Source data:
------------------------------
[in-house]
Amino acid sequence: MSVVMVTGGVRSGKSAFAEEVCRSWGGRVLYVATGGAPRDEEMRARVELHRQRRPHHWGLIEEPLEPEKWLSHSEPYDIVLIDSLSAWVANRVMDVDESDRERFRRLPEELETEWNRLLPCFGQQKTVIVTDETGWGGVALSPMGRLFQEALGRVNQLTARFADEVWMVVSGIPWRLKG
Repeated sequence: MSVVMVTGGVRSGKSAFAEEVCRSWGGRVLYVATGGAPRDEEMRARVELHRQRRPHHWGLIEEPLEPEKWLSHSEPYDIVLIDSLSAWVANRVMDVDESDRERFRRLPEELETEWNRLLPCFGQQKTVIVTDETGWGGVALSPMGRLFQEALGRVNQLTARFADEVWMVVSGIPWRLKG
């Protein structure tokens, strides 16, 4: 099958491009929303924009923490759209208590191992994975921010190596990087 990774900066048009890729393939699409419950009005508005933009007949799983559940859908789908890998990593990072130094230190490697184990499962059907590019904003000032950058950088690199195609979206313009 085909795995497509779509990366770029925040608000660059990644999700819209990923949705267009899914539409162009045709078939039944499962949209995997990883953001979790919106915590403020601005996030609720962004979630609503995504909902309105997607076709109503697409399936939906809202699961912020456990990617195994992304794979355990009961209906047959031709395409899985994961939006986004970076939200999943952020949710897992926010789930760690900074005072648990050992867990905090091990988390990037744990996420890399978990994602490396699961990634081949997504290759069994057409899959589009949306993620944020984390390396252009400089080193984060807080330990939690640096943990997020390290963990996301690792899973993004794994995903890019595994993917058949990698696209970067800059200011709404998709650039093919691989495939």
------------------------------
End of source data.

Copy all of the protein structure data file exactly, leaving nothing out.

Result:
[in-house]
Amino acid sequence: MSVVMVTGGVRSGKSAFAEEVCRSWGGRVLYVATGGAPRDEEMRARVELHRQRRPHHWGLIEEPLEPEKWLSHSEPYDIVLIDSLSAWVANRVMDVDESDRERFRRLPEELETEWNRLLPCFGQQKTVIVTDETGWGGVALSPMGRLFQEALGRVNQLTARFADEVWMVVSGIPWRLKG
Repeated sequence: MSVVMVTGGVRSGKSAFAEEVCRSWGGRVLYVATGGAPRDEEMRARVELHRQRRPHHWGLIEEPLEPEKWLSHSEPYDIVLIDSLSAWVANRVMDVDESDRERFRRLPEELETEWNRLLPCFGQQKTVIVTDETGWGGVALSPMGRLFQEALGRVNQLTARFADEVWMVVSGIPWRLKG
């Protein structure tokens, strides 16, 4: 099958491009929303924009923490759209208590191992994975921010190596990087 990774900066048009890729393939699409419950009005508005933009007949799983559940859908789908890998990593990072130094230190490697184990499962059907590019904003000032950058950088690199195609979206313009 085909795995497509779509990366770029925040608000660059990644999700819209990923949705267009899914539409162009045709078939039944499962949209995997990883953001979790919106915590403020601005996030609720962004979630609503995504909902309105997607076709109503697409399936939906809202699961912020456990990617195994992304794979355990009961209906047959031709395409899985994961939006986004970076939200999943952020949710897992926010789930760690900074005072648990050992867990905090091990988390990037744990996420890399978990994602490396699961990634081949997504290759069994057409899959589009949306993620944020984390390396252009400089080193984060807080330990939690640096943990997020390290963990996301690792899973993004794994995903890019595994993917058949990698696209970067800059200011709404998709650039093919691989495939």